My 21-year-old son has discovered a new beverage: tea.
You have to understand that it was not by choice. You have to understand that one month ago, he was the poster boy for every energy drink on the market. If it was caffeinated, sweet, high-protein or “a special blend of herbs and supplements,” he would take a crack at it. Hot chocolate was his hot beverage of choice—he never let a sip of coffee or tea past his lips, as far as I can tell. Sure, he had plenty of alternatives growing up; but once out of the nest, his preferences were clear.
So what tipped him over into the world of tea?
About a month ago, he traveled to Ukraine to take a job teaching English for eight months, prior to further travels. Knowing he would not have access to his usual beverage and dietary choices, before he left he weaned himself off of caffeine – including the energy drinks – and prepared for the unknown with an open mind.
What he found in his new hometown of Kiev in the way of easily available cold beverages would make a dentist’s teeth curl; all manner of sweetened sodas and “juices”, and of course plenty of beer, wine and vodka. It was all too much on a regular basis, even for him. And he was still a little unsure about the water.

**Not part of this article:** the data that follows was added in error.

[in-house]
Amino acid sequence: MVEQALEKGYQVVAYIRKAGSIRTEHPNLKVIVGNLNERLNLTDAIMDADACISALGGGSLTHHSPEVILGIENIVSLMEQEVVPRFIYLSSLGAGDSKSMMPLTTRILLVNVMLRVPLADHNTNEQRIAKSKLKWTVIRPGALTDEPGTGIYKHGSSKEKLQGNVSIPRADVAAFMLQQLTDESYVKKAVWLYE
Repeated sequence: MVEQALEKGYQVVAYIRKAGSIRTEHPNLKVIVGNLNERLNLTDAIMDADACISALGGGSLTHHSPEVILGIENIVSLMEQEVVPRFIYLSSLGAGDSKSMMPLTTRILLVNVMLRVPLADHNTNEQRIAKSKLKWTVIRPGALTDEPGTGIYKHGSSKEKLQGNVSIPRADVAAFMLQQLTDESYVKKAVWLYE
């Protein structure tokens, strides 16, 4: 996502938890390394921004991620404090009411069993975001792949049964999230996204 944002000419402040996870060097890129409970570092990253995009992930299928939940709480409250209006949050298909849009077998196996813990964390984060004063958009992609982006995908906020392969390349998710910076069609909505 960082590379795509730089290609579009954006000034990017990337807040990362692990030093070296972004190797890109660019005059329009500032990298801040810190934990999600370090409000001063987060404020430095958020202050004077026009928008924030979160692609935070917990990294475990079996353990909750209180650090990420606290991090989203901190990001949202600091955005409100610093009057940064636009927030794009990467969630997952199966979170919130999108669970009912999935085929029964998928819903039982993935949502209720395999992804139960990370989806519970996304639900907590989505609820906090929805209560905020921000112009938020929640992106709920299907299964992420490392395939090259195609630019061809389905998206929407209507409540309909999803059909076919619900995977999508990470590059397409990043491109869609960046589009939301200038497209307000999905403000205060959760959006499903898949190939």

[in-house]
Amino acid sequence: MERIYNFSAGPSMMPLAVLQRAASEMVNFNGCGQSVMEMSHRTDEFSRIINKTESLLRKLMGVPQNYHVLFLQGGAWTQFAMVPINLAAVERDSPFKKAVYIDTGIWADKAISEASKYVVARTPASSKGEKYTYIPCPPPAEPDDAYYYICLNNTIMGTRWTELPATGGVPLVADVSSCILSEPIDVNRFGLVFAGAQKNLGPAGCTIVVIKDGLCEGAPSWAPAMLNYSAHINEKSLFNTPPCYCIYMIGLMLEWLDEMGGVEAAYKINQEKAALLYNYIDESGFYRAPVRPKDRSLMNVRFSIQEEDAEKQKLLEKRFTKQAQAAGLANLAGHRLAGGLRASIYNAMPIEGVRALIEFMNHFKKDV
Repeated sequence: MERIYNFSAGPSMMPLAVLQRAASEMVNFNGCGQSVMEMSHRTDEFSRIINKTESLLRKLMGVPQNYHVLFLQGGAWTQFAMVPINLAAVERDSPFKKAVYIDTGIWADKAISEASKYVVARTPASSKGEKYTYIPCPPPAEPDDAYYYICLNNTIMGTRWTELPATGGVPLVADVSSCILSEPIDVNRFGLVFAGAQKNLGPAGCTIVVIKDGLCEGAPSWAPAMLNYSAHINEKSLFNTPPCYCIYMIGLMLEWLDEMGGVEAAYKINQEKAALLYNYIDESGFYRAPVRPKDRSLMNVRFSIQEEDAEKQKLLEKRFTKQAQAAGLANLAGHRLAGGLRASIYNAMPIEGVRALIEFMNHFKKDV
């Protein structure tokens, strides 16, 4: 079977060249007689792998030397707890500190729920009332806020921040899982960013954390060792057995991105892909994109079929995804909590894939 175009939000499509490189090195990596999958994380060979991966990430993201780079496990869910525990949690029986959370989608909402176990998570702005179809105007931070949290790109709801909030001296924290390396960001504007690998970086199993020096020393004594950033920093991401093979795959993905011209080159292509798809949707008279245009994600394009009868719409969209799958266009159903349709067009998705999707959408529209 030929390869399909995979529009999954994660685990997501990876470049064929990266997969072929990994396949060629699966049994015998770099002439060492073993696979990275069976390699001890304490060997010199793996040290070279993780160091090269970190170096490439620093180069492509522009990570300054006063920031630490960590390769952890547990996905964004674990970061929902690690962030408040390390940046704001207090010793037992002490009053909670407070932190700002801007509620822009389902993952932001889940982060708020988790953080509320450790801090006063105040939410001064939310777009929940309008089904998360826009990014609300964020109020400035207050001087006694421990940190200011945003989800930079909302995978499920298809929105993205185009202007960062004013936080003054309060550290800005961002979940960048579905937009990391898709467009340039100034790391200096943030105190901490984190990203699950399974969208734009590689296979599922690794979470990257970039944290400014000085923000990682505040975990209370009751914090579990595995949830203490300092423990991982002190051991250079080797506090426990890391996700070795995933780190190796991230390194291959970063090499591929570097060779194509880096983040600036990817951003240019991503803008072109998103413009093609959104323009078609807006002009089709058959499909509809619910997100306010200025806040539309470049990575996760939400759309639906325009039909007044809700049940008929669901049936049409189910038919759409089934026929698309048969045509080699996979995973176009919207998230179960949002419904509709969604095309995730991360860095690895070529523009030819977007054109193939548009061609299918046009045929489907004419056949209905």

Then one day he sent an e-mail: “Sitting here this morning eating my kasha and drinking my tea—how Ukrainian can you get?!”
Here I would like to say, I remembered my own travels as a 20-something, and the light-bulb went off: Just about anywhere else in the world, some form of tea is cheap, easily available, culturally acceptable (if not the beverage of choice), and more or less safe (water must be boiled first to make it; then you can save the leftover boiled water for drinking). It has enough caffeine to refresh one, but not so much as to upset your nerves. It has a “binding” quality that helps to counteract “traveler’s trots.” It is a great way to facilitate meeting people, whether in their homes or in a café (the simple ritual of making tea, or the pleasure of sharing time over a cup, require less language than goodwill). Enjoying a cup of tea is a great excuse to people-watch. A person drinking tea is less likely to be identified outright as an American (which can be useful, depending on the circumstances.)
My son comes home (maybe) next August. I can’t wait to see what his choices will be by then.